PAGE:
Tate boss Serota praises 'more mature' Herzog & de Meuron design
These are the first images of Herzog & de Meuron’s revised plans for the extension to the Tate Modern on London’s South Bank.
The original glass work on the 11-storey block has been replaced by a brick lattice, reflecting the materials used in Giles Gilbert Scott’s original Bankside Power Station, built in 1963.
Commenting on the design overhaul, central to which is the renovation of three huge oil drums beneath the gallery, Tate director Nicholas Serota denied he had ordered the volte face, but added: ‘I have no problem about changing my mind when I see something more imaginative and more mature that sits more comfortably with the existing building.’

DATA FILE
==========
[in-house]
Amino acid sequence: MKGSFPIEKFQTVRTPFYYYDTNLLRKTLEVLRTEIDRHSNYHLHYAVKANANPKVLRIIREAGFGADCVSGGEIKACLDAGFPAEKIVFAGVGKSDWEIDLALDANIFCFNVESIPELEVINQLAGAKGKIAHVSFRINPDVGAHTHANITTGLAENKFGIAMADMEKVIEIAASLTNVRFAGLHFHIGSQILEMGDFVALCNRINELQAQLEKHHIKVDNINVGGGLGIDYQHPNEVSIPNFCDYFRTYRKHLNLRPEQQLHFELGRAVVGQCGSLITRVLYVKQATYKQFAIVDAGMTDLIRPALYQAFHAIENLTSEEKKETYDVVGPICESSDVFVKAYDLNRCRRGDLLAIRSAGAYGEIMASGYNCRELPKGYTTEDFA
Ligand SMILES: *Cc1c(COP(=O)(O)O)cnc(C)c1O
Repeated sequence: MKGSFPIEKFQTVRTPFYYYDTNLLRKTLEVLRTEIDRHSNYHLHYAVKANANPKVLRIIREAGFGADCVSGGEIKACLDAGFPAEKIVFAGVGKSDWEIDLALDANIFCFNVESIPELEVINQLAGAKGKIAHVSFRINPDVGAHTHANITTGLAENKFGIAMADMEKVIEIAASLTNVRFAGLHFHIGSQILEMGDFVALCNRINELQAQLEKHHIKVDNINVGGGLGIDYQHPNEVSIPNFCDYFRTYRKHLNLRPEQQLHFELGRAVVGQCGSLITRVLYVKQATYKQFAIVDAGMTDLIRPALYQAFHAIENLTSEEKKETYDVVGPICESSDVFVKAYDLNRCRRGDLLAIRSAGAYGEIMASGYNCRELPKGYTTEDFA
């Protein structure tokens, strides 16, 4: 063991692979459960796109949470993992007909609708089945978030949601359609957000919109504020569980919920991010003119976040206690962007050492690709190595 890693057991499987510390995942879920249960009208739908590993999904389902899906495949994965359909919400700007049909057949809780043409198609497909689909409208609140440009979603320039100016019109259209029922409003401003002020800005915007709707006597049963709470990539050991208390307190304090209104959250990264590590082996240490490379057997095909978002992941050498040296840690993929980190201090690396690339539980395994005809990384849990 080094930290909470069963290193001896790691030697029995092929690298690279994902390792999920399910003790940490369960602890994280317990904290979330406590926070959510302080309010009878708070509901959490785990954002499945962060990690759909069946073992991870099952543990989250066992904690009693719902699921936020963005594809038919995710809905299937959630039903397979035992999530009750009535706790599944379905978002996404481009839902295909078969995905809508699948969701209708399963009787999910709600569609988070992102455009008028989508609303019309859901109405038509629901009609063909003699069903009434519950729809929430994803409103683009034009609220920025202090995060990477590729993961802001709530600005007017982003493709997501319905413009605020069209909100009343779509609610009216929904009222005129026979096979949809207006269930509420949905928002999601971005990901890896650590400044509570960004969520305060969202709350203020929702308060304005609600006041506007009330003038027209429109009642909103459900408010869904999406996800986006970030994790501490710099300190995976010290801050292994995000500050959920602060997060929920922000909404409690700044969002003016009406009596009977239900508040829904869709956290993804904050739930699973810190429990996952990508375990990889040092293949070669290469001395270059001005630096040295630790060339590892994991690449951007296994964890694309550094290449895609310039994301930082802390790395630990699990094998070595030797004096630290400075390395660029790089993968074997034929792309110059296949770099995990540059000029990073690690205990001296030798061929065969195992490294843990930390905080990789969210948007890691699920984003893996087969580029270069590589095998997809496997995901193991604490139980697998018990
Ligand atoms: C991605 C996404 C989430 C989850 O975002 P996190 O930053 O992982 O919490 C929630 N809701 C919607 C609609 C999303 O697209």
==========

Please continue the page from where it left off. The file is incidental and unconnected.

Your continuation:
The 215 million project, which will required renewed planning approval from Southwark Council, will create 21,000m2 of extra space for the gallery.
Serota said he expected the scheme to be on site in June 2009 and remained hopeful that it could be completed in time for the 2012 Olympics despite the economic downturn.
However, he added that the extension would not be built unless another 145 million could be raised on top of the 70 million already in the Tate’s coffers.